The work of Atheana Picha is to adorn approximately 125 street banners in Surrey next year. Picha is pictured here next to her ‘Not Enough Daylight’ painting at its May 2018 unveiling at YVR. (Contributed file photo)

The work of Atheana Picha is to adorn approximately 125 street banners in Surrey next year. Picha is pictured here next to her ‘Not Enough Daylight’ painting at its May 2018 unveiling at YVR. (Contributed file photo)

Work of Indigenous artist chosen for Surrey’s 2022 public-art street banners

Atheana Picha says frog design represents new beginnings

A design representing ‘new beginnings’ is to adorn dozens of Surrey street poles next year, following council’s recent thumbs-up to contracting the work of Kwantlen First Nation artist Atheana Picha for 2022.

“This design of frogs, representing springtime, and new beginnings,” Picha explains of her design, in a corporate report presented to council in late November.

“My teachings are that when the frogs begin singing it is the new year and the beginning of spring.”

According to the report, Picha was selected from among 10 artists who were pre-qualified to be invited to create design proposals.

The city’s Public Art Program commissions a unique design every year, to feature on approximately 125 street poles near significant cultural destinations, including the South Surrey Recreation and Arts Centre.

The banners “provide an opportunity for artists to share their creativity with the community, while also beautifying the City,” the report states.

The process alternates annually between an open call to all artists, and a direct invitation to a significant artist, the report continues, noting artists commissioned in the past have included internationally-known Canadians Robert Davidson, Gordon Smith and Susan Point.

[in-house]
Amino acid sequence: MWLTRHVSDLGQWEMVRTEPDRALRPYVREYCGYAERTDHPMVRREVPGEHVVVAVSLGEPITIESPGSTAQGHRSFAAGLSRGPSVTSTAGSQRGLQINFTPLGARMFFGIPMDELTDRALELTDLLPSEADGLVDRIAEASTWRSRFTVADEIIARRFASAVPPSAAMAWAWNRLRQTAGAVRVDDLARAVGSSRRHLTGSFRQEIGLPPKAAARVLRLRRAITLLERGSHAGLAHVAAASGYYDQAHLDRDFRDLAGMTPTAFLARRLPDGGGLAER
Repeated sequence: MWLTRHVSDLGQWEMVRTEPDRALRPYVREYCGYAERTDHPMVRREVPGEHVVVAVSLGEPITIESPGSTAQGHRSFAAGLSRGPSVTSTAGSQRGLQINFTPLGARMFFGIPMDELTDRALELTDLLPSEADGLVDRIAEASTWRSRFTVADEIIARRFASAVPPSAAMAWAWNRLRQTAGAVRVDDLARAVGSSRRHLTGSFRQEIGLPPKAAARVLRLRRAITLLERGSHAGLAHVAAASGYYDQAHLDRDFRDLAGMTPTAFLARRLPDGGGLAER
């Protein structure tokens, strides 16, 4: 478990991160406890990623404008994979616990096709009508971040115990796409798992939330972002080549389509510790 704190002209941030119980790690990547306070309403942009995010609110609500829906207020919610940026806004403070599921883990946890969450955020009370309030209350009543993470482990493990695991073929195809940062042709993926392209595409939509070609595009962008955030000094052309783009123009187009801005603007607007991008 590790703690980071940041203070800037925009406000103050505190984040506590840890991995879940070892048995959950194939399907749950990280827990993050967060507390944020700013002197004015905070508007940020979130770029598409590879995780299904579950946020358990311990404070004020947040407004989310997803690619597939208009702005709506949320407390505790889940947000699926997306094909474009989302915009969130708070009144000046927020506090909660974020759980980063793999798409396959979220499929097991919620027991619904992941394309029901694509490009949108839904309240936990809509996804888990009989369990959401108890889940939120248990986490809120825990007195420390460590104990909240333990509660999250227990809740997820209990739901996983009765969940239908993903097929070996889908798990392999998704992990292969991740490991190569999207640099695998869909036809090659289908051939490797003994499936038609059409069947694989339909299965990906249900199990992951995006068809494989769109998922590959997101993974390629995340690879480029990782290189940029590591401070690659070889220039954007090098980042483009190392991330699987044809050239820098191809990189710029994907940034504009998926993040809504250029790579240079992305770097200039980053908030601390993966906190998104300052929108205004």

The process for commissioning and selecting the preliminary designs was guided by recommendations from the Kwantlen, Katzie and Semiahmoo First Nations chiefs.

The nine other pre-qualified artists were Leslie Wells, Joan Williams and Roxanne Charles from the Semiahmoo First Nation; Brandon Gabriel, Drew Atkins, Phyllis Atkins, Tony Gabriel and Elinor Atkins (Kwantlen First Nation); and Rain Pierre (Katzie First Nation).

Elders from each First Nation were engaged in the selection process, the report adds.

Picha is described as an interdisciplinary Coast Salish artist. She studied Fine Arts at Langara College and is currently engaged in two mentorships: one learning how to weave, spin and dye with Musqueam weaver Debra Sparrow, and one with Squamish artist Aaron Nelon-Moody, learning engraving.

READ MORE: Delta Indigenous youth artists showcased at Vancouver airport

She is also a two-time recipient of the YVR Art foundation scholarship (2017 and 2019), selected as the youngest artist for the Vancouver Mural festival in 2018 and in the spring of 2021 for the ‘Make Art While Apart’ mural series, the report continues.

The annual budget for the Civic Street Banner Program – including Surrey Gateway, Public Art and Community Group banners – is $125,000, including materials and labour (to install/remove/maintain), for banners at 870 locations across the city. The cost to commission the public art street banner design was $2,500.



tholmes@peacearchnews.com

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